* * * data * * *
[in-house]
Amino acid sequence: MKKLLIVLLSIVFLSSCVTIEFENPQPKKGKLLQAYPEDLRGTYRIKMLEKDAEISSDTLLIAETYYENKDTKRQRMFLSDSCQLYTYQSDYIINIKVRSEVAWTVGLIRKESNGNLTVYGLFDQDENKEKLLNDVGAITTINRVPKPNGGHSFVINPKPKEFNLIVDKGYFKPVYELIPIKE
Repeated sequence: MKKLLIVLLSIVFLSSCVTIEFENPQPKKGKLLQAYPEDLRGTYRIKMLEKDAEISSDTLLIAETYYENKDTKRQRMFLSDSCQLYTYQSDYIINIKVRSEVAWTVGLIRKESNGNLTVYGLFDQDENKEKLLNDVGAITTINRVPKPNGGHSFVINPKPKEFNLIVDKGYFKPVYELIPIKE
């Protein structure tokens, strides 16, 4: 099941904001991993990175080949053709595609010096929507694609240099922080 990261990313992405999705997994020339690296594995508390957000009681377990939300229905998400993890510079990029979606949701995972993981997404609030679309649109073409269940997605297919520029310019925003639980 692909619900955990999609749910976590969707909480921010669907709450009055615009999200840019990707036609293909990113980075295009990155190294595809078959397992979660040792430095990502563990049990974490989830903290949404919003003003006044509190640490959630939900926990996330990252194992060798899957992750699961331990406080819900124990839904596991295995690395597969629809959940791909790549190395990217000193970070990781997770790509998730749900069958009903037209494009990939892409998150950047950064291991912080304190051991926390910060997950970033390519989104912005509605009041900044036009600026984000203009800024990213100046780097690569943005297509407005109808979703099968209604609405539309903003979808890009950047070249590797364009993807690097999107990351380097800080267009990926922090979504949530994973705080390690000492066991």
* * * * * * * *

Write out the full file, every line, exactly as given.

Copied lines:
[in-house]
Amino acid sequence: MKKLLIVLLSIVFLSSCVTIEFENPQPKKGKLLQAYPEDLRGTYRIKMLEKDAEISSDTLLIAETYYENKDTKRQRMFLSDSCQLYTYQSDYIINIKVRSEVAWTVGLIRKESNGNLTVYGLFDQDENKEKLLNDVGAITTINRVPKPNGGHSFVINPKPKEFNLIVDKGYFKPVYELIPIKE
Repeated sequence: MKKLLIVLLSIVFLSSCVTIEFENPQPKKGKLLQAYPEDLRGTYRIKMLEKDAEISSDTLLIAETYYENKDTKRQRMFLSDSCQLYTYQSDYIINIKVRSEVAWTVGLIRKESNGNLTVYGLFDQDENKEKLLNDVGAITTINRVPKPNGGHSFVINPKPKEFNLIVDKGYFKPVYELIPIKE
């Protein structure tokens, strides 16, 4: 099941904001991993990175080949053709595609010096929507694609240099922080 990261990313992405999705997994020339690296594995508390957000009681377990939300229905998400993890510079990029979606949701995972993981997404609030679309649109073409269940997605297919520029310019925003639980 692909619900955990999609749910976590969707909480921010669907709450009055615009999200840019990707036609293909990113980075295009990155190294595809078959397992979660040792430095990502563990049990974490989830903290949404919003003003006044509190640490959630939900926990996330990252194992060798899957992750699961331990406080819900124990839904596991295995690395597969629809959940791909790549190395990217000193970070990781997770790509998730749900069958009903037209494009990939892409998150950047950064291991912080304190051991926390910060997950970033390519989104912005509605009041900044036009600026984000203009800024990213100046780097690569943005297509407005109808979703099968209604609405539309903003979808890009950047070249590797364009993807690097999107990351380097800080267009990926922090979504949530994973705080390690000492066991």